It is a widely held and scientifically viable belief that humans originated in sub-Saharan Africa some 150 to 200 thousand years ago. However our migration away from there, to populate immediate areas and, later, the planet, is currently conjecture.
Looking at a map of Africa, sub-Saharan Africa is everything that is not the Sahara Desert. A massive expanse, the Sahara is the planet’s largest hot desert (second largest desert after Antarctica). To travel across it to where humans ended up is a massive challenge today.
But the team from Bristol University has suggested that wetter conditions existed much further north than previously believed. As a result, a wet corridor through Libya might have existed, allowing for early human migrations to avoid what we know as today’s Sahara.
"Space-born radar images showed fossil river channels crossing the Sahara in Libya, flowing north from the central Saharan watershed all the way to the Mediterranean,” said Anne Osborne, lead author on the study. “Using geochemical analyses, we demonstrate that these channels were active during the last interglacial period. This provides an important water course across this otherwise arid region."
The researchers traced the isotopic composition of snail shells taken from two sites in the fossil river channels and from shells of planktonic microfossils in the Mediterranean. Despite being hundreds of kilometers from the volcanic rocks in the mountains of the Saharan watershed, previously believed to the limit of the wet region in our early ancestors time, these shells had a distinctly volcanic signature that could only be explained by water flowing from the volcanic mountains.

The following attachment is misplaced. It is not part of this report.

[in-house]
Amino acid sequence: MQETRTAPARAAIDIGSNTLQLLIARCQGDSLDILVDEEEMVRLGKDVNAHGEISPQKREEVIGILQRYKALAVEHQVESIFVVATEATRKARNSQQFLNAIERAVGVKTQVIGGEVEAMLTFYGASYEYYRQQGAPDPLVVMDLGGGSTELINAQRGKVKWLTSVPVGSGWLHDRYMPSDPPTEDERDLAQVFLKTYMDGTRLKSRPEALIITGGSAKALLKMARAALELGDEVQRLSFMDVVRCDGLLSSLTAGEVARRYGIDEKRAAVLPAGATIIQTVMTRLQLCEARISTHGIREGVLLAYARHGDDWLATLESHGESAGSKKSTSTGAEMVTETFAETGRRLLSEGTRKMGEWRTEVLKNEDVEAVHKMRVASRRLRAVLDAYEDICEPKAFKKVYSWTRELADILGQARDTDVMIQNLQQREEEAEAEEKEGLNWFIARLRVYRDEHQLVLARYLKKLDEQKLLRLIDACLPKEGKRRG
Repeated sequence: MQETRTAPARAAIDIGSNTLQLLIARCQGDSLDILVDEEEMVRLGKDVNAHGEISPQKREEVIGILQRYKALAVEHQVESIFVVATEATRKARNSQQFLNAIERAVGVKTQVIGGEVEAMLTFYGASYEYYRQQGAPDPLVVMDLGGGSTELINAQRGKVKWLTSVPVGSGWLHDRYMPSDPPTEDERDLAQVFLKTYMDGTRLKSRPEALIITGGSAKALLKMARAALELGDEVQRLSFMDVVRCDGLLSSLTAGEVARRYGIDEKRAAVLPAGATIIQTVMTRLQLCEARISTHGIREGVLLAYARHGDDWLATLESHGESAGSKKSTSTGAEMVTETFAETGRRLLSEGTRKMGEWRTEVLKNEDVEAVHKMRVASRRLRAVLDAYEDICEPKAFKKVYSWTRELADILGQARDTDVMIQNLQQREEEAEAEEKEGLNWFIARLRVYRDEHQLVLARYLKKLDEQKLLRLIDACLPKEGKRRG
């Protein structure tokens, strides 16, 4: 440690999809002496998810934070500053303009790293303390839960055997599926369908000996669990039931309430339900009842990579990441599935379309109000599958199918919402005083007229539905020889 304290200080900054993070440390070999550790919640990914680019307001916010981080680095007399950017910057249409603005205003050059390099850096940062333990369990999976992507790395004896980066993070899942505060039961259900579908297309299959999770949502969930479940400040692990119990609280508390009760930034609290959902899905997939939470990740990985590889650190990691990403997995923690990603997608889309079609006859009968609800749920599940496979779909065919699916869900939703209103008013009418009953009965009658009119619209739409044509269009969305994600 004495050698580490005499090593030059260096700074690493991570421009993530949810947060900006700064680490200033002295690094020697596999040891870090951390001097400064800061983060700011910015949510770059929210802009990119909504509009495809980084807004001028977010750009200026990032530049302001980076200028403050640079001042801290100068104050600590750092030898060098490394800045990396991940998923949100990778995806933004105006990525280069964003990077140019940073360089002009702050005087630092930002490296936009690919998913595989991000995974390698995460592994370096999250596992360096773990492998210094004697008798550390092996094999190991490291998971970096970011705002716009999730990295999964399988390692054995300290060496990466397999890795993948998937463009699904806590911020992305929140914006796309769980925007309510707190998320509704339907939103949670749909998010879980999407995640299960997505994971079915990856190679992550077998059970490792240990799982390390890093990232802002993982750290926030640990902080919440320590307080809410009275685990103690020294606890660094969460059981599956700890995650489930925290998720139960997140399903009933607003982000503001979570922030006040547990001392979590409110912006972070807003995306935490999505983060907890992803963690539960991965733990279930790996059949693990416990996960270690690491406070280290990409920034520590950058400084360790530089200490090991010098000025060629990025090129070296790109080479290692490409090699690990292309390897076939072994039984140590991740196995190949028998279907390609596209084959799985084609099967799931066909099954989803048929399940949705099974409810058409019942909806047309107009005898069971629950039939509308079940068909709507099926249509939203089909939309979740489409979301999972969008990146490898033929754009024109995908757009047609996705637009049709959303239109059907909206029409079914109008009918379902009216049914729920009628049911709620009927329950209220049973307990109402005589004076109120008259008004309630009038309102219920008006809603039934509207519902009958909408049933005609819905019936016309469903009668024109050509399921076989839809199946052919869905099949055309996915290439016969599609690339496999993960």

Dr Derek Vance, senior author on the paper, added: "The study shows, for the first time, that monsoon rains fed rivers that extended from the Saharan watershed, across the northern Sahara, to the Mediterranean Sea. These corridors rivalled the Nile Valley as potential routes for early modern human migrations to the Mediterranean shores."
The Daily Galaxy via http://www.eurekalert.org
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Images: A map showing the sample locations mentioned here, plus other images of the Sahara, https://www.bris.ac.uk/fluff/u/inclel/hLpdnnvzzmnVVGYNlnETAAy1/